Can you run a satellite TV signal over Ethernet?


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A couple of weeks ago, our Solid Signal customer service reps were diagnosing an issue with a customer. This customer didn’t want to run long coax cables so they found a solution on another web site that they thought would help. They found a pair of devices that translate coax signals to Ethernet cables and back. Unfortunately, this didn’t do what they needed. It seemed like a good time to explain why that can’t be done with the tech available today.

Satellite TV is different from cable and over the air​

It’s true that satellite, cable, and over-the-air all travel on coaxial cables. But there are big differences in the signal that comes from satellite dishes compared to those from cable or off-air. The biggest difference is the frequencies that are used. Television signals use a range from 54-608MHz. These relatively low frequencies travel long distances when transmitted through the air, even with relatively low power. Traditional cable TV uses frequencies from 5-1000MHz. To some degree cable frequencies mirror over-the-air ones, because at one point TV tuners were designed to work with either. Cables that are rated for only 1000MHz also end up being cheaper, and in the days before most information was carried over fiber, cable companies used a lot of coaxial cable. (Hey, it’s even in their name.)

However, satellite signals travel along a cable using frequencies as low as 2MHz and as high as 2150MHz. In order to work with such a wide spread, and especially with very weak signals like those of satellite TV, you need much better cables.

Here’s why that’s important when it comes to Ethernet​

As I said, there are some devices that will take over-the-air or cable signals and convert them so they can run over Ethernet cable. Those devices only work with the frequencies used by over-the-air TV and cable TV. It wouldn’t be impossible to build this sort of converter for satellite as well, but there isn’t much demand for it so no one does it.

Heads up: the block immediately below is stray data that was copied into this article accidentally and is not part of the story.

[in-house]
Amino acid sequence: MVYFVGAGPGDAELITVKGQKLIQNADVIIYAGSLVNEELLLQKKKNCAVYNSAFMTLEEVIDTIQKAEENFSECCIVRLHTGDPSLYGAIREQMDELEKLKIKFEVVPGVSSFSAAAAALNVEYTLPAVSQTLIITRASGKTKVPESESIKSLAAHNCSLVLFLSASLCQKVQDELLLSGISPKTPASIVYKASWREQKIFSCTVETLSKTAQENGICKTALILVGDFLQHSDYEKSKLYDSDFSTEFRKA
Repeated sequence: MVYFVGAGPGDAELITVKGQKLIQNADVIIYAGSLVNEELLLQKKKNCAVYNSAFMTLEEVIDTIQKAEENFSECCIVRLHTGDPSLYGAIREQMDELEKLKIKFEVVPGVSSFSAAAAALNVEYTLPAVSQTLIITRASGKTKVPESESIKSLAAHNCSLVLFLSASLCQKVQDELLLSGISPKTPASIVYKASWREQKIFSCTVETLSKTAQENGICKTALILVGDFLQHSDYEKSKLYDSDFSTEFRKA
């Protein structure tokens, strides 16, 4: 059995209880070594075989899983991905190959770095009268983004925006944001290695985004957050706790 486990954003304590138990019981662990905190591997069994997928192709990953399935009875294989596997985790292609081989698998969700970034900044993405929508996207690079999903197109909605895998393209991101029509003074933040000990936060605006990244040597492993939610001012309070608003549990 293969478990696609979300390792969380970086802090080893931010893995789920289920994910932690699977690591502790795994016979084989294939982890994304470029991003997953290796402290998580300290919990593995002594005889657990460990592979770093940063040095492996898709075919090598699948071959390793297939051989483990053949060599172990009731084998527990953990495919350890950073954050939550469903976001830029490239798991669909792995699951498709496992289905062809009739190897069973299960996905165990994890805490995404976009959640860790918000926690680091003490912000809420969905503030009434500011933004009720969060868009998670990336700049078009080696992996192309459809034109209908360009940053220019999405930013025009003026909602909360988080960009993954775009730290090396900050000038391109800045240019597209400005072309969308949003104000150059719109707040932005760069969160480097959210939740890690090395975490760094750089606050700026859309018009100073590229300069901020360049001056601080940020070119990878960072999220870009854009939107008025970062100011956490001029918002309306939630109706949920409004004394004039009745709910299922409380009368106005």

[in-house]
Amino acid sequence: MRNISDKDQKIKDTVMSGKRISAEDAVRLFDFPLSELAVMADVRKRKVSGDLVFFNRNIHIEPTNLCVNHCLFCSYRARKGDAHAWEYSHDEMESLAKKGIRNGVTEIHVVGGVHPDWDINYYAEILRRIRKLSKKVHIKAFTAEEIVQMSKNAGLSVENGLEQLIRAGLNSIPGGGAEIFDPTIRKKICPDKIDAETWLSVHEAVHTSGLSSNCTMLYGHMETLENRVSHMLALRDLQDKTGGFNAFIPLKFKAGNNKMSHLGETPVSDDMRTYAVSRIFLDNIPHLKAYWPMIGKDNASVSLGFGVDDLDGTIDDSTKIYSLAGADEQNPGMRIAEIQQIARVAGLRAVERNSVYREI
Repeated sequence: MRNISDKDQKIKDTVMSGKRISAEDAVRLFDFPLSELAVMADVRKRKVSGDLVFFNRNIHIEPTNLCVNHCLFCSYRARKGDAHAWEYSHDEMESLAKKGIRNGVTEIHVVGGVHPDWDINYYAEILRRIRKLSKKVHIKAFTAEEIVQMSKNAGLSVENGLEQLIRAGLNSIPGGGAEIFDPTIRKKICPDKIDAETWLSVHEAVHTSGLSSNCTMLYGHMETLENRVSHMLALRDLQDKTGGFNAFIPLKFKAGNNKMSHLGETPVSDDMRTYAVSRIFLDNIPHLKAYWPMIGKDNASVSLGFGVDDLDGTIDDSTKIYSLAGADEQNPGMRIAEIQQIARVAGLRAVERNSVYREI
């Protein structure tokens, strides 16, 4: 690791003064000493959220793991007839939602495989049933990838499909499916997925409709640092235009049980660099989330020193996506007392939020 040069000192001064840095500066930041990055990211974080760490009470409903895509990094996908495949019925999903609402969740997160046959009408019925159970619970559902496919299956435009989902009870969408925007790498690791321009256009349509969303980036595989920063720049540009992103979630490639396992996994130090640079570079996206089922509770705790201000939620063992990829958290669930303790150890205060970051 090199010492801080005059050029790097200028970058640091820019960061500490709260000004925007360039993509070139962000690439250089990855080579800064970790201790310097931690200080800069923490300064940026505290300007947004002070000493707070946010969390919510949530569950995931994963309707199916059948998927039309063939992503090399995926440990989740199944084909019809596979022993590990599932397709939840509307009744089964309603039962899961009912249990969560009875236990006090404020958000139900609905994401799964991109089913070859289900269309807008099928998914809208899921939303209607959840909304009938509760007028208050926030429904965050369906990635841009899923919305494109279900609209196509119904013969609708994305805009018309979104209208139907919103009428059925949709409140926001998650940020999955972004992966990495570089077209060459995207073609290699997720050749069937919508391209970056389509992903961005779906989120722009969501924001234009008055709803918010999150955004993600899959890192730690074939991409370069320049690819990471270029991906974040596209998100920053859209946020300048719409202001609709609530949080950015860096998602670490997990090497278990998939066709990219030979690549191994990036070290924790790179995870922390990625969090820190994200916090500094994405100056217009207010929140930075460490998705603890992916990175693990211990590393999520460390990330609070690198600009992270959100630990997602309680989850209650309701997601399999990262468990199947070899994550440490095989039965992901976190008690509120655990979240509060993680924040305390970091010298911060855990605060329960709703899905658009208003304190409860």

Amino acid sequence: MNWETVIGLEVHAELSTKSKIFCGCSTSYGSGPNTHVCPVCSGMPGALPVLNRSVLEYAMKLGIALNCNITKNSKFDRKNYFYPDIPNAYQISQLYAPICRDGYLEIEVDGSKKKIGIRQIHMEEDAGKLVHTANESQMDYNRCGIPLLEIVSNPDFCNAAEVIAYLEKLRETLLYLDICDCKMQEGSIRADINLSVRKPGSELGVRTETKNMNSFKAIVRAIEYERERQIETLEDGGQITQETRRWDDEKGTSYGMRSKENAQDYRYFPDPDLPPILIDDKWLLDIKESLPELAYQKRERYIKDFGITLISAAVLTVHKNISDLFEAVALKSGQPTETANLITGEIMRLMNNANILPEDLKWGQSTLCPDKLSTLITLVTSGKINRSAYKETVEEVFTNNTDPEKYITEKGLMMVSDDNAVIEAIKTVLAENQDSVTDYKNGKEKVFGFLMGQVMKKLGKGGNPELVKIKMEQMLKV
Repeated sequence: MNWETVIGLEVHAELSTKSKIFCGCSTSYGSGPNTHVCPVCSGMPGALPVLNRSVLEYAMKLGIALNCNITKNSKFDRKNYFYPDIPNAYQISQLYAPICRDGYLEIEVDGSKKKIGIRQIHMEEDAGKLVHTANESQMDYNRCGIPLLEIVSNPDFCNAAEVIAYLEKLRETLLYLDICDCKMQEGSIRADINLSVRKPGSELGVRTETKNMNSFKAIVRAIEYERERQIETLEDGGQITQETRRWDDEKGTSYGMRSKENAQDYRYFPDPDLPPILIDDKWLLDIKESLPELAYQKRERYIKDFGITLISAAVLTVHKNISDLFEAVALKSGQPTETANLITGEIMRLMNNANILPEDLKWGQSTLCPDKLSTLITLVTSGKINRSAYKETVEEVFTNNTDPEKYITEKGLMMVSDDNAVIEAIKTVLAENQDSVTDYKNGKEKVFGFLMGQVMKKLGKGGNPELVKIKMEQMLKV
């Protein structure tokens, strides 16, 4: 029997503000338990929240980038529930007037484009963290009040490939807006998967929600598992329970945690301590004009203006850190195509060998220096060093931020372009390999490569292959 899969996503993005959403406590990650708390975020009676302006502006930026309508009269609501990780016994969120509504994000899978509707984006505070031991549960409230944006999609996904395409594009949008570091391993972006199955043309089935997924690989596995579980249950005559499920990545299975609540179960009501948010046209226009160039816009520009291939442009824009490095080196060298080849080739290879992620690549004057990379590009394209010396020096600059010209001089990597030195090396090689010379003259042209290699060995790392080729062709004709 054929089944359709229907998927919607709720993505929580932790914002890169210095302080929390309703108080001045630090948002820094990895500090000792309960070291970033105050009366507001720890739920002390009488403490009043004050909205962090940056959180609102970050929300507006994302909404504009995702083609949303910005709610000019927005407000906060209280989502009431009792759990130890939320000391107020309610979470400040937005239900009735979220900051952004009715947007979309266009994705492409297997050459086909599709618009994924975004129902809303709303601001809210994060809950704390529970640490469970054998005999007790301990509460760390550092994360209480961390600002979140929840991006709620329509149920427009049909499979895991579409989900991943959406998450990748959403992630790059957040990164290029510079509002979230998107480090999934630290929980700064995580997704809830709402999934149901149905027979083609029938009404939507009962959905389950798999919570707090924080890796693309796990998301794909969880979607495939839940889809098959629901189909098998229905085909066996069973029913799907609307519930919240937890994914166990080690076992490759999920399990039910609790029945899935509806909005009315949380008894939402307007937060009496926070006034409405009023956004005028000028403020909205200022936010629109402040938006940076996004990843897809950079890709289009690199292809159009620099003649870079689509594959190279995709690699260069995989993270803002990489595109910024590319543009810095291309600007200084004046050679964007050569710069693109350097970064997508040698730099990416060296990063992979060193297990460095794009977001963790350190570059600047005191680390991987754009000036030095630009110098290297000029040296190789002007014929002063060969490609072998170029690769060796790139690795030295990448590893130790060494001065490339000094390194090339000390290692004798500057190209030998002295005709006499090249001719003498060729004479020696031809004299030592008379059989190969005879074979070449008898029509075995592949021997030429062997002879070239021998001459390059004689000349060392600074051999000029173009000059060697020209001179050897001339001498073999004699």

If you try to use one of these adapters for satellite, the result will be that the really important satellite signal, which is all in the range over 1,000 MHz, will all be lost. In short, it won’t work.

So what are the options if you want to distribute satellite TV over Ethernet cable?​

If you want to use Ethernet cable to distribute satellite signals, you’re not out of luck. Yes, there are ways to do it. However, you can’t use Ethernet between the dish and the multiswitch or receivers. You can use fiber if you wish, using devices like these ones from Foxcom.

You can distribute signals to the TV using Ethernet is one of two ways. The easiest one is to use Ethernet as a substitute for HDMI. There’s a standard called HDBaseT which allows devices to send HDMI over Ethernet cable using devices from different manufacturers. Solid Signal carries a lot of HDBaseT equipment, and it all works together with each other. With HDBaseT, you connect short HDMI cables to HDBaseT adapters, and run Ethernet cable between those adapters.